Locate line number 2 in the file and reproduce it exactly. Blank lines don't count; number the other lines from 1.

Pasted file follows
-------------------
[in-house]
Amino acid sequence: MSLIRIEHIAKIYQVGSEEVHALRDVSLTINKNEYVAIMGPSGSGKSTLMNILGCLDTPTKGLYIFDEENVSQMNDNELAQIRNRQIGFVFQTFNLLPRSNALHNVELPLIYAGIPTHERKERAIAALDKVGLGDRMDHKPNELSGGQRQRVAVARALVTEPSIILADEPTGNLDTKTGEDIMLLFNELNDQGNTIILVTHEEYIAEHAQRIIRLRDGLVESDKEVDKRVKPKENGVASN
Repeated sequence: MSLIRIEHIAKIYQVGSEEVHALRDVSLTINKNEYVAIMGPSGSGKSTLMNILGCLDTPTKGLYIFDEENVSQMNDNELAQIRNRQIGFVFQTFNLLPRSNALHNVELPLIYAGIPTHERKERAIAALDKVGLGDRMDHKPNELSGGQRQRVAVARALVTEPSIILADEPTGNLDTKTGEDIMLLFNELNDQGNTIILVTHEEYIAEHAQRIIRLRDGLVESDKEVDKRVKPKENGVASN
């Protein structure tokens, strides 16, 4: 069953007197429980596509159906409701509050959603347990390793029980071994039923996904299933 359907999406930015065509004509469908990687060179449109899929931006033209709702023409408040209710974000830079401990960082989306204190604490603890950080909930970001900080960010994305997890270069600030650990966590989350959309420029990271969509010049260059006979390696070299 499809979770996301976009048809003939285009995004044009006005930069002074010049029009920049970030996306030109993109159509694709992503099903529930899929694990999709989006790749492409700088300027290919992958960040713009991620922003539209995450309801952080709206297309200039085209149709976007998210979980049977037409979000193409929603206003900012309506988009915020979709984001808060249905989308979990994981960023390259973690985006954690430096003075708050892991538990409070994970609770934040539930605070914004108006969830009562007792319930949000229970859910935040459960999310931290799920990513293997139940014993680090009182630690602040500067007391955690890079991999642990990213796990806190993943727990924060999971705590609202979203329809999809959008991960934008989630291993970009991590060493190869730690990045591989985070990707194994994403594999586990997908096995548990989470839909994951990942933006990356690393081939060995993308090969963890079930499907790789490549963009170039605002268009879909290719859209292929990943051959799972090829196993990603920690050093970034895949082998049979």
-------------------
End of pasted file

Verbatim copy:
Amino acid sequence: MSLIRIEHIAKIYQVGSEEVHALRDVSLTINKNEYVAIMGPSGSGKSTLMNILGCLDTPTKGLYIFDEENVSQMNDNELAQIRNRQIGFVFQTFNLLPRSNALHNVELPLIYAGIPTHERKERAIAALDKVGLGDRMDHKPNELSGGQRQRVAVARALVTEPSIILADEPTGNLDTKTGEDIMLLFNELNDQGNTIILVTHEEYIAEHAQRIIRLRDGLVESDKEVDKRVKPKENGVASN